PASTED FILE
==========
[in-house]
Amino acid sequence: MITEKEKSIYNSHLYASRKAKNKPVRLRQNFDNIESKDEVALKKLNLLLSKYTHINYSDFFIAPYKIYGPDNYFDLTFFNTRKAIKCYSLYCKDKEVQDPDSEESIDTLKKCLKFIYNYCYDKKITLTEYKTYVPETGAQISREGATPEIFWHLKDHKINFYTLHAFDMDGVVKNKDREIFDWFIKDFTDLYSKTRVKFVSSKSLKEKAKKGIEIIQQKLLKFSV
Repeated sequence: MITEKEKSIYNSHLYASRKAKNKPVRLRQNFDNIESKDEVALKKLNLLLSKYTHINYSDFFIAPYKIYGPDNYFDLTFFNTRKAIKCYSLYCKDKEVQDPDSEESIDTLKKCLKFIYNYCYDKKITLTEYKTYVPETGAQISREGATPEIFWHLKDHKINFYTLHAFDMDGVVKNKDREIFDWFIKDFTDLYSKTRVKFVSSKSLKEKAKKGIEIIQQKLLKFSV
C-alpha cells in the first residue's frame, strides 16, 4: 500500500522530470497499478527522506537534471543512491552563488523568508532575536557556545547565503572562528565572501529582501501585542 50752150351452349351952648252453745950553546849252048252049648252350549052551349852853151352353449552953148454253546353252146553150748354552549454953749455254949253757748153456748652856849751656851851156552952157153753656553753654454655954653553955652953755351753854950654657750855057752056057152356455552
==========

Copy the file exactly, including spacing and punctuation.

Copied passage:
[in-house]
Amino acid sequence: MITEKEKSIYNSHLYASRKAKNKPVRLRQNFDNIESKDEVALKKLNLLLSKYTHINYSDFFIAPYKIYGPDNYFDLTFFNTRKAIKCYSLYCKDKEVQDPDSEESIDTLKKCLKFIYNYCYDKKITLTEYKTYVPETGAQISREGATPEIFWHLKDHKINFYTLHAFDMDGVVKNKDREIFDWFIKDFTDLYSKTRVKFVSSKSLKEKAKKGIEIIQQKLLKFSV
Repeated sequence: MITEKEKSIYNSHLYASRKAKNKPVRLRQNFDNIESKDEVALKKLNLLLSKYTHINYSDFFIAPYKIYGPDNYFDLTFFNTRKAIKCYSLYCKDKEVQDPDSEESIDTLKKCLKFIYNYCYDKKITLTEYKTYVPETGAQISREGATPEIFWHLKDHKINFYTLHAFDMDGVVKNKDREIFDWFIKDFTDLYSKTRVKFVSSKSLKEKAKKGIEIIQQKLLKFSV
C-alpha cells in the first residue's frame, strides 16, 4: 500500500522530470497499478527522506537534471543512491552563488523568508532575536557556545547565503572562528565572501529582501501585542 50752150351452349351952648252453745950553546849252048252049648252350549052551349852853151352353449552953148454253546353252146553150748354552549454953749455254949253757748153456748652856849751656851851156552952157153753656553753654454655954653553955652953755351753854950654657750855057752056057152356455552